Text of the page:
Nile River: Map Location, Length and Source and Africa’s Longest River

The Nile is a major north-flowing river in northeastern Africa. It is the longest river in Africa and has historically been considered the longest river in the world

Many people are aware of the fascinating features of the Nile River. They know of the river being the longest in the world. Many are familiar with the economic importance of the river. Also, they will talk of its many names and tributaries. Unknown to many people, some worrying trends plague the river.

Key Attributes of River Nile

Attribute Details
Countries Egypt, Sudan, South Sudan, Ethiopia, Uganda, Democratic Republic of the Congo, Kenya, Tanzania, Rwanda, Burundi
Major cities Jinja, Juba, Khartoum, Cairo
Physical characteristics
Source White Nile
– coordinates 02°16′56″S 29°19′53″E
– elevation 2,400 m (7,900 ft)
2nd source Blue Nile
– location Lake Tana, Ethiopia
– coordinates 12°02′09″N 037°15′53″E
Mouth Mediterranean Sea
– location Nile Delta, Egypt
– coordinates 30°10′N 31°09′E
– elevation Sea level
Length 6,650 km (4,130 mi)
Basin size 3,349,000 km2 (1,293,000 sq mi)
Width – maximum 2.8 km (1.7 mi)
Depth – average 8–11 m (26–36 ft)
Discharge (Aswan, Egypt)
– average 2,633 m3/s (93,000 cu ft/s)
– minimum 530 m3/s (19,000 cu ft/s)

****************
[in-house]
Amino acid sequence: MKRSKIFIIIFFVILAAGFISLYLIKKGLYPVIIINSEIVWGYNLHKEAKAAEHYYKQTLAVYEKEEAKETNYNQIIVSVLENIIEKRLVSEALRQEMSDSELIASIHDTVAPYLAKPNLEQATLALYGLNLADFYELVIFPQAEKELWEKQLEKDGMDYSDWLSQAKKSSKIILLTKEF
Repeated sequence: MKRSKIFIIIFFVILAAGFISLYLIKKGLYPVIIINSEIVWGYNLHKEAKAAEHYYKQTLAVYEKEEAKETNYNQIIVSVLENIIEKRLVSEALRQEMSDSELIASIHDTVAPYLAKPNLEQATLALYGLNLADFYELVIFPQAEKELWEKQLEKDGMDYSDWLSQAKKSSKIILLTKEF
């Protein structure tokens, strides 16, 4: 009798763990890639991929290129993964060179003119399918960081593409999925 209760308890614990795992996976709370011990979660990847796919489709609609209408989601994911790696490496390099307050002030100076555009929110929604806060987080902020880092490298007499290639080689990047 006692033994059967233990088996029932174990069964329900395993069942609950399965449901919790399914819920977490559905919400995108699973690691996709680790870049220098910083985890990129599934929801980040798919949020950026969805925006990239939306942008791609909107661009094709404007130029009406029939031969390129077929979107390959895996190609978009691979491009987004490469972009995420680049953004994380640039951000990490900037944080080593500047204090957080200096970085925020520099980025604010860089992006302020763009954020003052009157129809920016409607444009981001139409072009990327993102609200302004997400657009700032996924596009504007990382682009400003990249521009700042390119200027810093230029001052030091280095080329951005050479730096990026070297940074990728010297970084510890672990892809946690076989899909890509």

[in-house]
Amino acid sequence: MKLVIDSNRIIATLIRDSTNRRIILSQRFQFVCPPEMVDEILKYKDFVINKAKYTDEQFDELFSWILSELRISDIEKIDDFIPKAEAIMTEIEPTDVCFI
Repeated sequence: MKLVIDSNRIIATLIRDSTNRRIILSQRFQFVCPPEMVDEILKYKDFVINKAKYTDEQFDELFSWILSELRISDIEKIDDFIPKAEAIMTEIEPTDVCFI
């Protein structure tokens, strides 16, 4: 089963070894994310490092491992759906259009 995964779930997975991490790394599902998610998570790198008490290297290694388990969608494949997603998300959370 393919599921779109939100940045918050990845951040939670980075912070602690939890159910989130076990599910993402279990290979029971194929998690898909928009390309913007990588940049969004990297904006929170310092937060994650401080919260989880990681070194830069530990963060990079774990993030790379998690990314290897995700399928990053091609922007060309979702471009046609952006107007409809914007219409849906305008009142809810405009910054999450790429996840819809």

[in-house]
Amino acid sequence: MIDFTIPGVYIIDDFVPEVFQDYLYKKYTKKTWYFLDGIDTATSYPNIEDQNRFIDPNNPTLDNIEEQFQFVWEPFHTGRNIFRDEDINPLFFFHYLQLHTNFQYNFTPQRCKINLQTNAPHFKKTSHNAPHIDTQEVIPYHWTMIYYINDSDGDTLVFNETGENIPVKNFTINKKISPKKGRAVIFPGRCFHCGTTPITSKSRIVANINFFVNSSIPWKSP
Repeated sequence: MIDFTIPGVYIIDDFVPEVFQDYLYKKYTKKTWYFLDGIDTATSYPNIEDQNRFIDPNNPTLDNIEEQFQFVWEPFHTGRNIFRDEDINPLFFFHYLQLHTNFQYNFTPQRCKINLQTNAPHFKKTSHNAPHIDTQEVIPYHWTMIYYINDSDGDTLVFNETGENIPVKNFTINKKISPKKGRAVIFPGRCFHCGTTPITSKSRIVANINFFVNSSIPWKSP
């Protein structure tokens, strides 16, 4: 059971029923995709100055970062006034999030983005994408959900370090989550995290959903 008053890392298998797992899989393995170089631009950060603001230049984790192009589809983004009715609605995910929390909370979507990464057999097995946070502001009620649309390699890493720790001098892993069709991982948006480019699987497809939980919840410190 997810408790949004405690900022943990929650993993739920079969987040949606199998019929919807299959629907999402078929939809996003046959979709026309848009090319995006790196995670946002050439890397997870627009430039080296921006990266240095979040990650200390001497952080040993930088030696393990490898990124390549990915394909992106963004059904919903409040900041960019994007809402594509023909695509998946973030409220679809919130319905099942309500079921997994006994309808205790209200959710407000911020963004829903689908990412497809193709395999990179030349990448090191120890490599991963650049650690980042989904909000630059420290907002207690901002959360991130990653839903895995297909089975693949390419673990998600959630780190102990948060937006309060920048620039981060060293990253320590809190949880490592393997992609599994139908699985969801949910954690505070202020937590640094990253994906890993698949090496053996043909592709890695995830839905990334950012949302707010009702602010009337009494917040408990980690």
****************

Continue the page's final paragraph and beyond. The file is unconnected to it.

– maximum 7,620 m3/s (269,000 cu ft/s)
Discharge (Cairo, Egypt)
– average 2,000 m3/s (71,000 cu ft/s)
– minimum 500 m3/s (18,000 cu ft/s)
– maximum 7,000 m3/s (250,000 cu ft/s)
Discharge (Nile Delta, Egypt)
– average 1,584 m3/s (55,900 cu ft/s)
Basin features
Tributaries – left White Nile
Tributaries – right Blue Nile, Atbara

Nile River Map Location and Length

River Nile

The Nile is an international river with a drainage basin which covers eleven countries including; Kenya, Ethiopia, Eritrea, South Sudan, Republic of Sudan, Tanzania, Uganda, Rwanda, Burundi, the Democratic Republic of the Congo, and Egypt. Primarily, the river Nile is the main source of water in Egypt and Sudan.

It is arguably one of the longest rivers in the world, 6,853 km (4,258 miles) long. Though its exact length is a matter of debate. Notably, the river flows through the North to the tropical climate of eastern Africa.